My GSM carrier rounds all used data up to 100KB. Which means that if some app is sending/receiving 500 bytes, I get charged for 100KB.

Lately I observed that I go through several hundred megabytes per day.

Data usage in phone shows that I used ~ 400MB, while carrier charged me for over 2GB of data.

In detailed billing I see literally thousands of short connections (multiple per minute, 24 hours a day), each using 100KB - which means that actual data transfer is much lower.

Carrier helpdesk said that they can't tell me what I'm using the data for. Phone shows real data transfer, which in my case is useless.

What can I do to find out what application/process is sending lots of small packets of data (or receives)?

If it helps with anything, I'm using Motorola Moto G2 (only 1 SIM has data transfer enabled), and it's running Android 5.0.2.

While debugging the problem, I disabled Google Backup Services from using 3G (only works over Wifi now), and an hour ago I disabled it altogether. But given that it was disabled over 3G, I don't think it's the culprit.

  • 5
    Many apps transfer small amounts of data to either ask for new messages or send a heartbeat to the server so it knows that your device is able to receive messages. Some apps may allow you to disable such features, so try that. Apart from that if were you, I would change the carrier because rounding up to 100kb is just stupid.
    – GiantTree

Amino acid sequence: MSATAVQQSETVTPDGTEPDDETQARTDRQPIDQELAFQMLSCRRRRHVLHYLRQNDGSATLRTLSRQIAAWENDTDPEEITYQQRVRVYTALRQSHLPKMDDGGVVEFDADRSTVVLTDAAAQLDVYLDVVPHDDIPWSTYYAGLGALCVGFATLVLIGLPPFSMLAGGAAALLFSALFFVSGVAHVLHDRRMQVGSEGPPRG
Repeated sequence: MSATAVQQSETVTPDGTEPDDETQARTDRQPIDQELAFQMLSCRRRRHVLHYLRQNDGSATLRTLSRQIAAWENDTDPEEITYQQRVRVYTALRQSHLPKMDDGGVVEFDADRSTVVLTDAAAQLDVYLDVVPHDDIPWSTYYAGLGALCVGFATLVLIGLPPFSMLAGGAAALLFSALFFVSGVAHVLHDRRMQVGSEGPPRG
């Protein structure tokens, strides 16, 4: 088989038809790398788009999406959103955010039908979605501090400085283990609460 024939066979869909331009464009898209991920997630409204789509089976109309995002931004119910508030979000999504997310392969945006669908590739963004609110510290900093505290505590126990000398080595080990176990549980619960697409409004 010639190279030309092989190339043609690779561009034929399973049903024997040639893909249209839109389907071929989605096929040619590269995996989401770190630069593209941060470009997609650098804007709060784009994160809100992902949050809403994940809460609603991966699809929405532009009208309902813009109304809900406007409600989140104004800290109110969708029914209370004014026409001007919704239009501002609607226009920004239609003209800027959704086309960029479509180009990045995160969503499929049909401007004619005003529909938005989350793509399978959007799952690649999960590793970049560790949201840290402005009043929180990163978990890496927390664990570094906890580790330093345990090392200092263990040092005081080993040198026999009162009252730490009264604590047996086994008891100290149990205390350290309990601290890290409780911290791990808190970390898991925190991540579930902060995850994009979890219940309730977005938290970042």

Mar 18, 2015 at 22:44
  • Do you not have a data monitor under Settings -> Wireless or similar? Mar 19, 2015 at 2:03
  • @GiantTree I know all this, the problem is how to find what app is causing the situation now.
    – a guy
    Mar 19, 2015 at 11:16
  • @MatthewRead - of course I have it - I mentioned "data usage". The problem is that it doesn't show me number of connections just data transferred. Which (in my, very special case) is the wrong thing.
    – a guy
    Mar 19, 2015 at 11:17
  • I recommend looking into Background Data in Settings -> Data Usage -> Menu item "Restrict background data" or similar. That way apps can only issue a remote connection, if they are running in the foreground (I'm sure this means on screen). So no app can load data in background, but many apps will have problems (especially messaging apps).
    – GiantTree
    Mar 19, 2015 at 16:20

1 Answer 1


To diagnose the issue you could try a third-party network monitoring tool - Network Connections

Powerful tool that displays and monitors (tracks) all inbound and outbound connection from and to your Android device.

Other features bundles in the app:

  • Monitors all internet connections from and to your Android device
  • Displays notification when hidden apps are connecting to remote servers
  • Displays detailed IP information for each connection - IP address, reverse resolving (PTR), AS number, Abuse RBL data, administrative information, etc.
  • Gets detailed info about each app that connects to remote servers and network connections used by it - permissions granted to each captured package and all IP addresses used by it.

enter image description here

You must log in to answer this question.

Not the answer you're looking for? Browse other questions tagged .